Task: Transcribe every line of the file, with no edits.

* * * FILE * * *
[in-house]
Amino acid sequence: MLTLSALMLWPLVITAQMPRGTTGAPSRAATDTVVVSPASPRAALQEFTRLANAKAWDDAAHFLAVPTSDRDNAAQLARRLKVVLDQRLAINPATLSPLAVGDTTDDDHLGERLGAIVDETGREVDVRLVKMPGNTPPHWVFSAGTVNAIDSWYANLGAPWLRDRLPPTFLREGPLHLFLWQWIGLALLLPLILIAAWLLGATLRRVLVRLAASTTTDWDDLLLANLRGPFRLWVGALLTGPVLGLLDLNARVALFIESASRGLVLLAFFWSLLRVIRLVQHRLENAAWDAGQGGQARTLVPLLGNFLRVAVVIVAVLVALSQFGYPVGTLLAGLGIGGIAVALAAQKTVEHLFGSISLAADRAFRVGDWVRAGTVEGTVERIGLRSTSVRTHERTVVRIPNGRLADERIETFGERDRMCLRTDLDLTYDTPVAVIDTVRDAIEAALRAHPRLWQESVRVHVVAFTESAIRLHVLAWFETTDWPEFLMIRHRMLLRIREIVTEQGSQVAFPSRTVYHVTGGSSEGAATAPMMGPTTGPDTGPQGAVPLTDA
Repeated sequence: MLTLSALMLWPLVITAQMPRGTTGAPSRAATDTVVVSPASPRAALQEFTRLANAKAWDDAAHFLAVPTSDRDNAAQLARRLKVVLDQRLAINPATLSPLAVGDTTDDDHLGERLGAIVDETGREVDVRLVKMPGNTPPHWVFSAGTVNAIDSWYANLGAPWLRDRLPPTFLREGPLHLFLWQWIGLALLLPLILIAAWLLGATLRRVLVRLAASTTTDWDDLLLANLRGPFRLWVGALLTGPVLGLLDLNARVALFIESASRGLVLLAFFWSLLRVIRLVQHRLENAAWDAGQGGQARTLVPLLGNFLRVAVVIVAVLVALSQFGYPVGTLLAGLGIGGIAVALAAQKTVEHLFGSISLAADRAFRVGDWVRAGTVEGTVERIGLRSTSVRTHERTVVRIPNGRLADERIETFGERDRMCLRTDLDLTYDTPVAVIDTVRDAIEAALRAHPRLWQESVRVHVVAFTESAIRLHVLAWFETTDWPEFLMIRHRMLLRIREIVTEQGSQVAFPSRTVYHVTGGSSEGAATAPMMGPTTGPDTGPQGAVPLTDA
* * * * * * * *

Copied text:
[in-house]
Amino acid sequence: MLTLSALMLWPLVITAQMPRGTTGAPSRAATDTVVVSPASPRAALQEFTRLANAKAWDDAAHFLAVPTSDRDNAAQLARRLKVVLDQRLAINPATLSPLAVGDTTDDDHLGERLGAIVDETGREVDVRLVKMPGNTPPHWVFSAGTVNAIDSWYANLGAPWLRDRLPPTFLREGPLHLFLWQWIGLALLLPLILIAAWLLGATLRRVLVRLAASTTTDWDDLLLANLRGPFRLWVGALLTGPVLGLLDLNARVALFIESASRGLVLLAFFWSLLRVIRLVQHRLENAAWDAGQGGQARTLVPLLGNFLRVAVVIVAVLVALSQFGYPVGTLLAGLGIGGIAVALAAQKTVEHLFGSISLAADRAFRVGDWVRAGTVEGTVERIGLRSTSVRTHERTVVRIPNGRLADERIETFGERDRMCLRTDLDLTYDTPVAVIDTVRDAIEAALRAHPRLWQESVRVHVVAFTESAIRLHVLAWFETTDWPEFLMIRHRMLLRIREIVTEQGSQVAFPSRTVYHVTGGSSEGAATAPMMGPTTGPDTGPQGAVPLTDA
Repeated sequence: MLTLSALMLWPLVITAQMPRGTTGAPSRAATDTVVVSPASPRAALQEFTRLANAKAWDDAAHFLAVPTSDRDNAAQLARRLKVVLDQRLAINPATLSPLAVGDTTDDDHLGERLGAIVDETGREVDVRLVKMPGNTPPHWVFSAGTVNAIDSWYANLGAPWLRDRLPPTFLREGPLHLFLWQWIGLALLLPLILIAAWLLGATLRRVLVRLAASTTTDWDDLLLANLRGPFRLWVGALLTGPVLGLLDLNARVALFIESASRGLVLLAFFWSLLRVIRLVQHRLENAAWDAGQGGQARTLVPLLGNFLRVAVVIVAVLVALSQFGYPVGTLLAGLGIGGIAVALAAQKTVEHLFGSISLAADRAFRVGDWVRAGTVEGTVERIGLRSTSVRTHERTVVRIPNGRLADERIETFGERDRMCLRTDLDLTYDTPVAVIDTVRDAIEAALRAHPRLWQESVRVHVVAFTESAIRLHVLAWFETTDWPEFLMIRHRMLLRIREIVTEQGSQVAFPSRTVYHVTGGSSEGAATAPMMGPTTGPDTGPQGAVPLTDA